JPML to Consider Consolidation for SoClean CPAP Lawsuits This Month

Parties agree the cases should be centralized before one judge, but disagree on which court should preside over the SoClean CPAP Lawsuit pretrial proceedings.

The U.S. Judicial Panel on Multidistrict Litigation (JPML) will hear oral arguments later this month to decide whether all SoClean CPAP cleaning machine lawsuits filed throughout the federal court system should be consolidated before one judge for coordinated discovery and pretrial proceedings.

There are currently at least 11 class action lawsuits filed against SoClean in different U.S. District Courts, each raising similar claims that the CPAP sanitizing devices release dangerous levels of ozone, which can lead to coughing, nasal irritation, headaches, asthma attacks and other respiratory problems.

SoClean devices are intended to sterilize and deodorize CPAP breathing machines, which are used by individuals with sleep apnea. However, the lawsuits note that to be effective at sanitizing the devices using ozone, SoClean devices must emit levels of gas that are higher than can be safely tolerated by humans or animals.

Given that millions of these devices were sold throughout the U.S., the number of SoClean CPAP sanitizing lawsuits is expected to continue to rise in the coming months and years.

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In October, two plaintiffs filed a motion to centralize lawsuits over SoClean ozone CPAP cleaning machines in the U.S. District Court for the District of Kansas, before U.S. District Judge Holly Teeter, to help avoid duplicative discovery, prevent contradictory rulings from different judges, and serve the convenience of the parties, witnesses, and courts.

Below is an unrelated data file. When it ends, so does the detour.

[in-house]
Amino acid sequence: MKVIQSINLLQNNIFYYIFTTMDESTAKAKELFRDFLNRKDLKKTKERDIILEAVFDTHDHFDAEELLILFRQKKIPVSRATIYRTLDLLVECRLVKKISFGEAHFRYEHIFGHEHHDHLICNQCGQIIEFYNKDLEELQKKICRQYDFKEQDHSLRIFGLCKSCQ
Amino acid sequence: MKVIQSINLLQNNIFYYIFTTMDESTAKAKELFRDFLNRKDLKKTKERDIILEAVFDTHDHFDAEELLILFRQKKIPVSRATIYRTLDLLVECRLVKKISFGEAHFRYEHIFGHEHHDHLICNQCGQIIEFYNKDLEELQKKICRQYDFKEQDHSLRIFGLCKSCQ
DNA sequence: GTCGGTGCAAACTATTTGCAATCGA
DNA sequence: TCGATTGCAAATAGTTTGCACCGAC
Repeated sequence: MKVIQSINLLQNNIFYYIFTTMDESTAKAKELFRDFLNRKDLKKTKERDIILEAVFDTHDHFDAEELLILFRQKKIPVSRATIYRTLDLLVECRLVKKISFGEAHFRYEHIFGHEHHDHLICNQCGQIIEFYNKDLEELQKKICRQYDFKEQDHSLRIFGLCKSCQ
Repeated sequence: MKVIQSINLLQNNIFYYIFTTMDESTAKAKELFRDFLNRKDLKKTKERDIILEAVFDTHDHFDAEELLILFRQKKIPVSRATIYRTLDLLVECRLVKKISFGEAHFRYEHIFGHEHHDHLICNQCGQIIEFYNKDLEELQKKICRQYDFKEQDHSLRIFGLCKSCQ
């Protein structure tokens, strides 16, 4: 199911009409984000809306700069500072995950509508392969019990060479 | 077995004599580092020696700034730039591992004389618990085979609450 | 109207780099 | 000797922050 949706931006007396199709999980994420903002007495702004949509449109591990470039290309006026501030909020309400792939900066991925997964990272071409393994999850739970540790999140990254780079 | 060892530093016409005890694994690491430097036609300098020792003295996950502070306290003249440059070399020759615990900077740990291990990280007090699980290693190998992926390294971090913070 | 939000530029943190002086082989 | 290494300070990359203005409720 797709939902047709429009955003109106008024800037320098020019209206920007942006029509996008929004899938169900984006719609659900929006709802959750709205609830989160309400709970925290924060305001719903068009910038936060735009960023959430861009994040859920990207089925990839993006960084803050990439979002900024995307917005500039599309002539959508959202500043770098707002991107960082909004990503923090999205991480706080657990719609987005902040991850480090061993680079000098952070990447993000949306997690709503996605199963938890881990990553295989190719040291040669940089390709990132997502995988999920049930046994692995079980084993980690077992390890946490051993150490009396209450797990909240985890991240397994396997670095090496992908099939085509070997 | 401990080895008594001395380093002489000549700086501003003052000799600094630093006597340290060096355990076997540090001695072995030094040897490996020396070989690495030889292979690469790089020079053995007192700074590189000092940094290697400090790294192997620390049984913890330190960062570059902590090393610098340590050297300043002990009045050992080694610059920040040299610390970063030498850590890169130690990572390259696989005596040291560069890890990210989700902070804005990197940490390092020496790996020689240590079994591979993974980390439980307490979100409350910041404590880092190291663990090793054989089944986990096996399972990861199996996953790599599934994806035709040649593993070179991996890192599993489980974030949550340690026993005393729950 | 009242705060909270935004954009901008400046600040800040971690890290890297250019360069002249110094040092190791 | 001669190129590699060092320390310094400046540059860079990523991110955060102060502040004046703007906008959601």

SoClean has indicated it supports centralization, but called for the litigation to be consolidated in the Eastern District of Louisiana instead.

On December 16, the JPML issued a Notice of Hearing Session (PDF), announcing it will hear oral arguments on whether the SoClean cases should be consolidated on January 27 at the Wilkie D. Ferguson, Jr. U.S. Courthouse in Miami, Florida. At present, the hearing is scheduled to be conducted in-person, but that could change to videoconference or teleconference based on that status of the COVID-19 pandemic.

Following those arguments, the panel will then determine whether centralized management is appropriate at this early stage of the litigation, and which court would make the most appropriate forum for the pretrial proceedings.

Similar Injuries Linked to Recalled Philips CPAP Machines

The SoClean lawsuits involves reports of injuries similar to those linked to millions of recalled Philips Respironics DreamStation and other CPAP machines, which contained a defective sound abatement foam that has been found to degrade and release toxic particles and gases directly into the air pathways.

Learn More About Philips CPAP Recall lawsuits

Millions of recalled Philips DreamStation, CPAP, BiPAP and ventilator machines may release toxic foam particles and chemicals into the air pathway.

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There are also now hundreds of Philips CPAP lawsuits being filed against the makers of the sleep apnea machine, alleging that users were exposed to an increased of cancer, severe respiratory problems and other health complications after breathing chemicals and gases released as the foam breaks down. Those cases have already been centralized as part of an MDL, which is pending before U.S. District Judge Joy Flowers Conti in the Western District of Pennsylvania.

At the time of the recall, Philips suggested that use of SoClean and other similar cleaning devices involving ozone and UV light may exacerbate the foam’s degradation. However, in October 2021, SoClean sued Philips, arguing that it was attempting to use the ozone cleaning machine as a scape goat for what it called a “glaring design flaw” that placed a defective sound abatement foam directly in the machine’s air pathways.

Thousands of former users of the recalled Philips machines have reported severe side effects from the CPAP foam, including cancers, lung scarring, respiratory damage, kidney and liver disease, and other injuries.

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